One retailer that carries fresh turmeric root is Bristol Farms, a 12-store chain based in Carson, CA. “Although the spice’s powdered and fresh root forms have most of the same properties, I think the root form is a little more popular because it’s fresh and is what organic shoppers tend to lean toward. We carry turmeric in bulk root form and prefer it to be organic. It seems our organic customers consistently buy it more than our conventional shoppers,” explains produce director, John Savidan.
Recipes often call for both fresh turmeric and fresh ginger together, so retailers should merchandise turmeric and ginger roots together, recommends president and chief executive of Frieda’s, Karen Caplan, whose company sells turmeric in bulk as well as 6-ounce and 8-ounce clamshells. “Juicing sections are also a magnet for health-conscious consumers and a great place to feature turmeric, along with other juicing favorites like kale and young coconut.”
Melissa’s Schueller suggests merchandising fresh turmeric near Asian vegetables such as Napa cabbage, bok choy and lemongrass.
Another suggestion, from Thomas Fresh’s Tubman, is to display turmeric near other seasonings such as peeled garlic, shallots and fresh herbs.
Education is critical to turmeric sales at retail. “If consumers don’t know what it is or what to do with it, they won’t pick it up,” says Amy Myrdal Miller, MS, RDN, FAND, founder and president of Farmer’s Daughter Consulting, Inc., based in Carmichael, CA. “Incorporate signage into the display with short bullet points about turmeric and its uses. Or have a copy of a food magazine open to a recipe using fresh turmeric.”
On The Menu
Ethnic condiments and spices, which include curry, rated as the No. 1 global flavor trend in the National Restaurant Association’s What’s Hot 2016 Culinary Forecast, with 71 percent of the nearly 1,600 chef members of the American Culinary Federation surveyed labeling this item a hot trend.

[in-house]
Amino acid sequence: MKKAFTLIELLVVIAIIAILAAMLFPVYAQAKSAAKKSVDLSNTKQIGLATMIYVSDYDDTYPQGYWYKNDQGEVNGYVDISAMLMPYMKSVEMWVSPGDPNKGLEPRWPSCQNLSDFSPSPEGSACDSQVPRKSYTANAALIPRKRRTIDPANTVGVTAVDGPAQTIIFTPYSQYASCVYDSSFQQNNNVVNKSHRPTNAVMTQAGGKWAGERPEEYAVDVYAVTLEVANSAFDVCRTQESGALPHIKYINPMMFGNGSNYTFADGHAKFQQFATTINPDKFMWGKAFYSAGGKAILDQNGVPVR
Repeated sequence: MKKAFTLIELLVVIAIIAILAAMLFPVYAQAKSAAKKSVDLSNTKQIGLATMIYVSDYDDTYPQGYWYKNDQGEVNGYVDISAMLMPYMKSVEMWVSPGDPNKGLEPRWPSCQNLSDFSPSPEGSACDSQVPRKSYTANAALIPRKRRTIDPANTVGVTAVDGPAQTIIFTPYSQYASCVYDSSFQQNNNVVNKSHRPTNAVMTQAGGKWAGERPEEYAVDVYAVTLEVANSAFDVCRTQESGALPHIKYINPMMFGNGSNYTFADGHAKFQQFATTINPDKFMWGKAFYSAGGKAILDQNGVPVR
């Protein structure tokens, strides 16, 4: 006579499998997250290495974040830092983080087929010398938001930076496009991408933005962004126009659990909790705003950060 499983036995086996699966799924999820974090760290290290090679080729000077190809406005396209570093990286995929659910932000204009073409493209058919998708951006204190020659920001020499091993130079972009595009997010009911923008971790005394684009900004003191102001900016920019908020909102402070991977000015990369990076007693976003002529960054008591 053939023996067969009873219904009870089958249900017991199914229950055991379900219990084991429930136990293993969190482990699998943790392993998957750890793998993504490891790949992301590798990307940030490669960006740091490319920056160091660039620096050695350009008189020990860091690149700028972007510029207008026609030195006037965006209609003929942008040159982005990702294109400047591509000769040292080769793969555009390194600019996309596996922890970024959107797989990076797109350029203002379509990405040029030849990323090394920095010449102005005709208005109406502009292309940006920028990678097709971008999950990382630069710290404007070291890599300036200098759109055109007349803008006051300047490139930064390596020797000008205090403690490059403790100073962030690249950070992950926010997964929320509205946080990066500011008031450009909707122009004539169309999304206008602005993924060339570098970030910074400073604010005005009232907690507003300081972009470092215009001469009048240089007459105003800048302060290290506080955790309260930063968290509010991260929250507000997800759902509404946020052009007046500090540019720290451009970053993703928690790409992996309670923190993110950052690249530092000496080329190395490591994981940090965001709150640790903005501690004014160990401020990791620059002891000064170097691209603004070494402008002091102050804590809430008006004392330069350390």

Many chefs are experimenting with fresh turmeric in non-traditional ways. For example, Fall Pumpkin Bisque, a silky soup served with a twist of ingredients such as as chicken confit, crispy chicken skin, heirloom apples and turmeric, was featured on the October 2015 menu at The Kitchen Restaurant in Sacramento, CA, a semi-finalist for the James Beard ‘Outstanding Restaurant’ Award.
“It may be awhile before we see fresh turmeric used on the chain restaurant side. This is due to cost, the need for knife skills, and its labor intensiveness. In the future too, while Indian cuisine isn’t mainstream, it is something that appeals to Millennials who are looking for more plant-based, vegetarian or vegan, sustainable dining options,” says Myrdal Miller.
Remedies for Stain Removal
Turmeric is what puts the bright yellow in prepared mustard and curried rice. Unfortunately, this golden hue can leave a doozie of a stain on hands, clothing and kitchen surfaces when the root is cut exposing its moist bright interior. Here are a few ways to remove stains.
Hands and Nails: Make a scrub by mixing together a few tablespoons of granulated sugar with a few drops of olive oil. Rub on hands; then rinse well. Clean finger nails with a stain-ridding blend of baking soda moistened with a couple droplets of lemon juice.
Clothing: “The key is to begin treating as soon as possible to reduce absorption,” says Miki Hackney, chef at Melissa’s/World Variety Produce, in Los Angeles. “Remove any mass of the product by scooping up or picking off of the surface. Blot, do not rub, as this will only spread and deepen the stain. Wash in cold water only. Warm and hot water will set a stain.”
Kitchen Surfaces: The folks at Frieda’s, a specialty food supplier in Los Alamitos, CA, suggest two methods to remove stains from counters, cutting boards and containers on the company’s website.
The first is to make a paste with baking soda and a few drops of water. Apply this mixture generously around the stained area. Let sit for 15 minutes, then scrub well and rinse
Second, combine half a tablespoon of bleach or distilled vinegar with 1 cup of water. Soak containers in this solution for 30 minutes; then rinse thoroughly.
“Stains only happen when the turmeric is cut open, so there are no worries about stains when setting a bulk display in the produce department,” says Robert Schueller, Melissa’s director of public relations.